Uncertainty is a very healthy place to dwell….

The future is no more uncertain than the present.”

– Walt Whitman Poet

Some people despair about the darkening direction of the world today. Others are excited by the possibilities for creativity and new ways of living they see emerging out of the darkness. Rather than thinking one perspective is preferable to the other, let’s notice that both are somewhat dangerous. Either position, optimism or pessimism, keeps us from fully engaging with the complexity of this time. If we see only troubles, or only opportunities, in both cases we are blinded by our need for certainty, our need to know what’s going on, to figure things out so we can be useful.

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“Fall down 53 times. Get up 54” – Zen slogan

Failure is unavoidable. There’s no way to avoid times of crushing defeat, great loss, terrible regret. We might like to think that “failure is not an option,” but it’s guaranteed to appear and reappear throughout our lives. This is just how life works. It helps to know this ahead of time. Or to learn it very quickly. What’s essential is how we work with failure, what we do once its ugly face appears.



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Have we confused control with order?

Our organizations are strong complicated structures that are resistant to change, fearful of the future and we have built them that way deliberately. We built them that way to hold back the forces that seem to threaten their very existence. We are afraid of what would happen if we lose our grip. If we let the elements of our organizations recombine or reconfigure or even to speak truthfully to one another, we are afraid that things will fall apart. We do not trust that this is a world of growth, rejuvenation and process. We believe we must provide the energy to hold it together. By sheer force of will, we have resisted destruction. And if we let go, the world will dis- integrate.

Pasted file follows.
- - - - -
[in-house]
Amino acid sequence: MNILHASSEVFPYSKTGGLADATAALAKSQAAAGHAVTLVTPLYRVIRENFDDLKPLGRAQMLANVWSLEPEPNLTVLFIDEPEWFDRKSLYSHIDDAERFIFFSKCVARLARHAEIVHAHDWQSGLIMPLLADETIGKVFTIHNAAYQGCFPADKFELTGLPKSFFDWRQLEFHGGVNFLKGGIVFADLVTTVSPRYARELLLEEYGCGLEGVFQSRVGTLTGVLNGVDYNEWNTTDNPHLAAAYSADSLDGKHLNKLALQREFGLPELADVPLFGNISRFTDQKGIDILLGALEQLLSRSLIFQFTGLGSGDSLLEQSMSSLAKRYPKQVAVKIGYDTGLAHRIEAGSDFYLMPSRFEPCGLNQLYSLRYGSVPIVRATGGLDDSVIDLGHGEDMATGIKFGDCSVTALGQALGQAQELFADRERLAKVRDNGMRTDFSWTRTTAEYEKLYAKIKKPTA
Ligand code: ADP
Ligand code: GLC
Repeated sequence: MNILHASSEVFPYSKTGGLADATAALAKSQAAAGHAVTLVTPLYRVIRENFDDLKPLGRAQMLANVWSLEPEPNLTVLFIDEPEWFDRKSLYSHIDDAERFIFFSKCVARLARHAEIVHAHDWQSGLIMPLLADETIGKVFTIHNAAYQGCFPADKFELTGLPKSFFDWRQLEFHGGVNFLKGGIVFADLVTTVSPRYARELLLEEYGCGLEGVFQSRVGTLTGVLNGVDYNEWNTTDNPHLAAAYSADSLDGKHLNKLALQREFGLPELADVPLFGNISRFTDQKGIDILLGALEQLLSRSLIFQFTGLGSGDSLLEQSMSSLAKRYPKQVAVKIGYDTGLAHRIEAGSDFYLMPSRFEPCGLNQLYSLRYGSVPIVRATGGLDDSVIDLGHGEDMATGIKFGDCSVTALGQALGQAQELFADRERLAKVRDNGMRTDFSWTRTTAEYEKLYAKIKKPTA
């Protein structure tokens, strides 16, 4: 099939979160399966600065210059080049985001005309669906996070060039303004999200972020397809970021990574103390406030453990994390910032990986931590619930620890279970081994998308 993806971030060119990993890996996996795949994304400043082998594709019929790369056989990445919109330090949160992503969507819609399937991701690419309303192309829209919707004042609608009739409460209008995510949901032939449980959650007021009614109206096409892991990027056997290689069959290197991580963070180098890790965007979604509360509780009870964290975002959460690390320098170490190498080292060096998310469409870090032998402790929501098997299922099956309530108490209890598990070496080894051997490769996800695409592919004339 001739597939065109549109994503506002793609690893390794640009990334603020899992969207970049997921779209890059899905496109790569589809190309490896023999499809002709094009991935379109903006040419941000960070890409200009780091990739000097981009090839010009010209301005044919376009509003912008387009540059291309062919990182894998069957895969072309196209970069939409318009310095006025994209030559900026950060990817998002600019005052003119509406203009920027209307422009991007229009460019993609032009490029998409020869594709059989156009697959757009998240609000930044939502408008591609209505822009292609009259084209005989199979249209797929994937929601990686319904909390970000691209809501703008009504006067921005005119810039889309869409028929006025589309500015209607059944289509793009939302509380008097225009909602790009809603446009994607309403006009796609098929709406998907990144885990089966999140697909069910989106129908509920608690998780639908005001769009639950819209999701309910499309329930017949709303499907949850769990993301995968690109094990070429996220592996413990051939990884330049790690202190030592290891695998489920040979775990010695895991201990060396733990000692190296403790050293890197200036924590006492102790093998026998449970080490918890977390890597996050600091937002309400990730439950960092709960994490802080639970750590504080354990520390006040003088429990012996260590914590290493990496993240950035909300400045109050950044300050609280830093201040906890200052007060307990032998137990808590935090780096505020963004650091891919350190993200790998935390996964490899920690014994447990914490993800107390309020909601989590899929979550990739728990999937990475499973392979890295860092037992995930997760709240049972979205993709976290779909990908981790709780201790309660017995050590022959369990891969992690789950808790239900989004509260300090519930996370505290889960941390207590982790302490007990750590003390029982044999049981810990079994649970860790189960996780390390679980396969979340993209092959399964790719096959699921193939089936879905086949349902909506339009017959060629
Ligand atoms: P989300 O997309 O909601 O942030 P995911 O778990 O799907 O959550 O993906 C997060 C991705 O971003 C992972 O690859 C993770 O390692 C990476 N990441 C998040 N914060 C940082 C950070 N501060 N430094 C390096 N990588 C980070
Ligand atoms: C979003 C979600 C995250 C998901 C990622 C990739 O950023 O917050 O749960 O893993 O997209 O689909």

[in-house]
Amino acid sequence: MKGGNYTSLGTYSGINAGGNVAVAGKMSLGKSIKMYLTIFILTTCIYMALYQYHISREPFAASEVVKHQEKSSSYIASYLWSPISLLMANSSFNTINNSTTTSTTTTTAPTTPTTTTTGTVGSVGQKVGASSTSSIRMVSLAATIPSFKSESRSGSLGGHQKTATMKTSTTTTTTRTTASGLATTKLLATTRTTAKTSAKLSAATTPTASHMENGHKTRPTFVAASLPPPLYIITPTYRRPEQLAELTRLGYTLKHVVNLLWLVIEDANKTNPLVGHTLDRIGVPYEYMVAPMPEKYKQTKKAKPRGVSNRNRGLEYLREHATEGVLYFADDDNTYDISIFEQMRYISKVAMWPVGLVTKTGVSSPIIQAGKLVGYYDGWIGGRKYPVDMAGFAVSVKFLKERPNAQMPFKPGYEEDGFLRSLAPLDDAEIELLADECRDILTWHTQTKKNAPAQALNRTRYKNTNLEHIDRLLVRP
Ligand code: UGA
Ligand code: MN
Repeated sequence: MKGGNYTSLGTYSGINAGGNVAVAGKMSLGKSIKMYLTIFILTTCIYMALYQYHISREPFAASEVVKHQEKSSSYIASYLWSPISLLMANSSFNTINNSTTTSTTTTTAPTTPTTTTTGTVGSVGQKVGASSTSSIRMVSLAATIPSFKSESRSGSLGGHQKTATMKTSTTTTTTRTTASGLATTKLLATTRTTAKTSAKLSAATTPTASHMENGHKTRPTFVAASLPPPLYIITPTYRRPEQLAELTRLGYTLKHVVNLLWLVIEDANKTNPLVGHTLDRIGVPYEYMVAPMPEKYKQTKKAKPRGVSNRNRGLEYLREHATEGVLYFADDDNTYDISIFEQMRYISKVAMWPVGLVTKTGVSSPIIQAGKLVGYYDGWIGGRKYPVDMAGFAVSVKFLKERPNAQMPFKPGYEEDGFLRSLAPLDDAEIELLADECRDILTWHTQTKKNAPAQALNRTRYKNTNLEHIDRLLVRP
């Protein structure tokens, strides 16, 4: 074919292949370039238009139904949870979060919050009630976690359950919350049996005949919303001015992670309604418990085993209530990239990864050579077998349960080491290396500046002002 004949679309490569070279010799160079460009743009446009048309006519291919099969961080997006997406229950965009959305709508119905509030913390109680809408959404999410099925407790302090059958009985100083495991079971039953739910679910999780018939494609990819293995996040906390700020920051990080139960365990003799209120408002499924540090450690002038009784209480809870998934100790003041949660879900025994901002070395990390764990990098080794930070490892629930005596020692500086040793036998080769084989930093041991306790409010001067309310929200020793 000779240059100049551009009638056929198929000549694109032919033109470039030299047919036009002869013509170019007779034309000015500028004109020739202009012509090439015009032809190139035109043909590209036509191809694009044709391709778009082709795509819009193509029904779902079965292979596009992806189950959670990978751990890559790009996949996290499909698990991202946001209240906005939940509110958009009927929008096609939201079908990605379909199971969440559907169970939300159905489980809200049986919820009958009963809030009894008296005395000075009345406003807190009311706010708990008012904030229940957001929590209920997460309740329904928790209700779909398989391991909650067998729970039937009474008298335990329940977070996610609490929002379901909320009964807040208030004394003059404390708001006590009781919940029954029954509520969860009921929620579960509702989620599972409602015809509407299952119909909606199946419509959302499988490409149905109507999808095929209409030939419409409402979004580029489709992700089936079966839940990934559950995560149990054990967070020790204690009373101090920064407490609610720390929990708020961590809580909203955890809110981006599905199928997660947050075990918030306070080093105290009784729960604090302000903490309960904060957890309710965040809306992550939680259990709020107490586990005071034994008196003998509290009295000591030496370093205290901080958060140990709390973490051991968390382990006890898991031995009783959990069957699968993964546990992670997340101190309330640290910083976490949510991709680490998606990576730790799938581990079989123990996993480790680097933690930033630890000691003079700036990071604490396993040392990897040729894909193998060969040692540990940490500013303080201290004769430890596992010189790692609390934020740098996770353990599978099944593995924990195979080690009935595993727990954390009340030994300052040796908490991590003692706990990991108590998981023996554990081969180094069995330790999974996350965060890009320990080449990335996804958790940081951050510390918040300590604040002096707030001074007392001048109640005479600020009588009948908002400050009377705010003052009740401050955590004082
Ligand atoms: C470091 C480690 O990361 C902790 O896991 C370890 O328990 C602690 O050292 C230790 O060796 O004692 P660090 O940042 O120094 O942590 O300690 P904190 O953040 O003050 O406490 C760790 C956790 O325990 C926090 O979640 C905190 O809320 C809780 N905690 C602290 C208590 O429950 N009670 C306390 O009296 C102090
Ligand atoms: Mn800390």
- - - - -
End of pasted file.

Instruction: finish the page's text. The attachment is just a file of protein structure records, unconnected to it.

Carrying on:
awesome nature


Yet, throughout the universe, things work very well without us. Wherever we look, we see a landscape of movement and complexity, of forms that come and go, of structures that are not from organizational charts or job descriptions, but from impulses arriving out of deep natural processes of growth and of self-renewal. In our desire to control our organizations, we have detached ourselves from the forces that create order in the universe. All these years we have confused control with order. So what if we reframed the search? What if we stop looking for control and begin the search for order, which we can see everywhere around us in living dynamic systems?

It is time, I believe, to become a community of inquirers, serious explorers seeking to discover the essence of order-order we will find even in the heart of chaos. It is time to relinquish the limits we have placed on our organizations, time to release our defenses and fear. Time to take up new lenses and explore beyond our known boundaries. It is time to become full participants in this universe of emergent order.

– Margaret Wheatley